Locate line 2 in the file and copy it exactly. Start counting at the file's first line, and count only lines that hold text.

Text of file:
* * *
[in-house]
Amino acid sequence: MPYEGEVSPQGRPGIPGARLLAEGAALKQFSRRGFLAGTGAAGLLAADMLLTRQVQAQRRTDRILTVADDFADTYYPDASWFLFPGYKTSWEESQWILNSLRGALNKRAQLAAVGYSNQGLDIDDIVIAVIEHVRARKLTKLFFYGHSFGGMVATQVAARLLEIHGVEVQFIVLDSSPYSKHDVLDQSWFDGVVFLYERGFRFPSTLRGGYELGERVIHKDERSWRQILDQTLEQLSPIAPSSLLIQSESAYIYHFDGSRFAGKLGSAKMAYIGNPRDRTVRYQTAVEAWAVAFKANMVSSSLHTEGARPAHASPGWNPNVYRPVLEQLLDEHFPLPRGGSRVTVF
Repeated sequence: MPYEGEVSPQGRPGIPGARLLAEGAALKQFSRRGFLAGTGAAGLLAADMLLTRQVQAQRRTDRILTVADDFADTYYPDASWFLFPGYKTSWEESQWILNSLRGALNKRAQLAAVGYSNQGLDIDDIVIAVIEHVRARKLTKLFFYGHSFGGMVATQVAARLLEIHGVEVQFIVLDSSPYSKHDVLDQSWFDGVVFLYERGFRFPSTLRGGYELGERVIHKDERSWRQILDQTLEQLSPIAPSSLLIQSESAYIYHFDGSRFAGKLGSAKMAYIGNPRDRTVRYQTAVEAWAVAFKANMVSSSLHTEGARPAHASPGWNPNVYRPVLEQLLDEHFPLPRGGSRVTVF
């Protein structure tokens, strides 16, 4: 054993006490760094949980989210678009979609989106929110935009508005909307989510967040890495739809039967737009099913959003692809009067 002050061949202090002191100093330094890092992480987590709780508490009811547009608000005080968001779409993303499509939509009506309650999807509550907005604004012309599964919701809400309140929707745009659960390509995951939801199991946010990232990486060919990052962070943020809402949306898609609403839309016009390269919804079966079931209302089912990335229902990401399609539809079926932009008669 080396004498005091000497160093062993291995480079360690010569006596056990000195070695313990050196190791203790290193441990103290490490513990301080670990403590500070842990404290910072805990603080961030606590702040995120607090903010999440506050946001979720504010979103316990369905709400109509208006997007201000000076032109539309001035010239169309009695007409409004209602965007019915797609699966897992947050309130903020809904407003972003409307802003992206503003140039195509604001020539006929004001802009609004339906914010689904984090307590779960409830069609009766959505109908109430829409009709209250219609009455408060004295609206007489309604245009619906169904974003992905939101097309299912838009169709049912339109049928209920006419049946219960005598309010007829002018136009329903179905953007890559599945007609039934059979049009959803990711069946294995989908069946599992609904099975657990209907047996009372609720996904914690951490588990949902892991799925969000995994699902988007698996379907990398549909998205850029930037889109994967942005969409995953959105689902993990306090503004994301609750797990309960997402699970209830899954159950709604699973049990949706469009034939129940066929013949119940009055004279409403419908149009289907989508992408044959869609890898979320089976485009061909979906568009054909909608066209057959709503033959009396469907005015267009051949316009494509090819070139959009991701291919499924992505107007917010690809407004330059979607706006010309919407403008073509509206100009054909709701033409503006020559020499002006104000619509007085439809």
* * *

Amino acid sequence: MPYEGEVSPQGRPGIPGARLLAEGAALKQFSRRGFLAGTGAAGLLAADMLLTRQVQAQRRTDRILTVADDFADTYYPDASWFLFPGYKTSWEESQWILNSLRGALNKRAQLAAVGYSNQGLDIDDIVIAVIEHVRARKLTKLFFYGHSFGGMVATQVAARLLEIHGVEVQFIVLDSSPYSKHDVLDQSWFDGVVFLYERGFRFPSTLRGGYELGERVIHKDERSWRQILDQTLEQLSPIAPSSLLIQSESAYIYHFDGSRFAGKLGSAKMAYIGNPRDRTVRYQTAVEAWAVAFKANMVSSSLHTEGARPAHASPGWNPNVYRPVLEQLLDEHFPLPRGGSRVTVF